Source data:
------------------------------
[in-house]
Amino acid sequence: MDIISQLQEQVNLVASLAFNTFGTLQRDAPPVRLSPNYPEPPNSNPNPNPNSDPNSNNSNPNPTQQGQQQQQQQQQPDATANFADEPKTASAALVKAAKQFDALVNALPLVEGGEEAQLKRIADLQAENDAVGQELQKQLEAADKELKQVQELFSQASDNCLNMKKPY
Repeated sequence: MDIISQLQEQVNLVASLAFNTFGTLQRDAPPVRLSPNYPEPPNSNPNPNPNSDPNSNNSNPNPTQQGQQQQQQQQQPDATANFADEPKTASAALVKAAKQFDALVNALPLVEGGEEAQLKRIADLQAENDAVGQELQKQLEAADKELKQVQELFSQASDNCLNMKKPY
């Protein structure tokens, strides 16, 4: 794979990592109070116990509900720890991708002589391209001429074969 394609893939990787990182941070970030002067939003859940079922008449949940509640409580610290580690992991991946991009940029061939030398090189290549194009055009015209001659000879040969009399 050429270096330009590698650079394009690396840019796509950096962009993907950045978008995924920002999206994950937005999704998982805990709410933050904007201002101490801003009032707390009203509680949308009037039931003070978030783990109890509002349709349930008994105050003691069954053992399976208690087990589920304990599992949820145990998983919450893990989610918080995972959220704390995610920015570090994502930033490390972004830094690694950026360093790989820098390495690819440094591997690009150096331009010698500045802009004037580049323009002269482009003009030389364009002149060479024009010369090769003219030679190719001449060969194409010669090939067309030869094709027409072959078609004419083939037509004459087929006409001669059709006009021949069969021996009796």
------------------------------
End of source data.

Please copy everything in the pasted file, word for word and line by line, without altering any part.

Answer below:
[in-house]
Amino acid sequence: MDIISQLQEQVNLVASLAFNTFGTLQRDAPPVRLSPNYPEPPNSNPNPNPNSDPNSNNSNPNPTQQGQQQQQQQQQPDATANFADEPKTASAALVKAAKQFDALVNALPLVEGGEEAQLKRIADLQAENDAVGQELQKQLEAADKELKQVQELFSQASDNCLNMKKPY
Repeated sequence: MDIISQLQEQVNLVASLAFNTFGTLQRDAPPVRLSPNYPEPPNSNPNPNPNSDPNSNNSNPNPTQQGQQQQQQQQQPDATANFADEPKTASAALVKAAKQFDALVNALPLVEGGEEAQLKRIADLQAENDAVGQELQKQLEAADKELKQVQELFSQASDNCLNMKKPY
């Protein structure tokens, strides 16, 4: 794979990592109070116990509900720890991708002589391209001429074969 394609893939990787990182941070970030002067939003859940079922008449949940509640409580610290580690992991991946991009940029061939030398090189290549194009055009015209001659000879040969009399 050429270096330009590698650079394009690396840019796509950096962009993907950045978008995924920002999206994950937005999704998982805990709410933050904007201002101490801003009032707390009203509680949308009037039931003070978030783990109890509002349709349930008994105050003691069954053992399976208690087990589920304990599992949820145990998983919450893990989610918080995972959220704390995610920015570090994502930033490390972004830094690694950026360093790989820098390495690819440094591997690009150096331009010698500045802009004037580049323009002269482009003009030389364009002149060479024009010369090769003219030679190719001449060969194409010669090939067309030869094709027409072959078609004419083939037509004459087929006409001669059709006009021949069969021996009796």